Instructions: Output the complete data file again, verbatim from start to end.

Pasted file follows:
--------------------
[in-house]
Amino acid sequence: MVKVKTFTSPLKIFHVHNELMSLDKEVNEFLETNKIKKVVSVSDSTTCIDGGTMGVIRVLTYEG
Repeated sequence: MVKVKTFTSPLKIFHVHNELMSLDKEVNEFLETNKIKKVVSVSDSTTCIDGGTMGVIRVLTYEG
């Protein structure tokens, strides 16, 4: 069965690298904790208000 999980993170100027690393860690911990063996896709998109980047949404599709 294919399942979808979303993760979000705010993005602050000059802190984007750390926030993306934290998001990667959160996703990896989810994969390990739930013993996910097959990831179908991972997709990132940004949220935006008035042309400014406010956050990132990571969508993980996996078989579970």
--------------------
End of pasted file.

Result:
[in-house]
Amino acid sequence: MVKVKTFTSPLKIFHVHNELMSLDKEVNEFLETNKIKKVVSVSDSTTCIDGGTMGVIRVLTYEG
Repeated sequence: MVKVKTFTSPLKIFHVHNELMSLDKEVNEFLETNKIKKVVSVSDSTTCIDGGTMGVIRVLTYEG
């Protein structure tokens, strides 16, 4: 069965690298904790208000 999980993170100027690393860690911990063996896709998109980047949404599709 294919399942979808979303993760979000705010993005602050000059802190984007750390926030993306934290998001990667959160996703990896989810994969390990739930013993996910097959990831179908991972997709990132940004949220935006008035042309400014406010956050990132990571969508993980996996078989579970």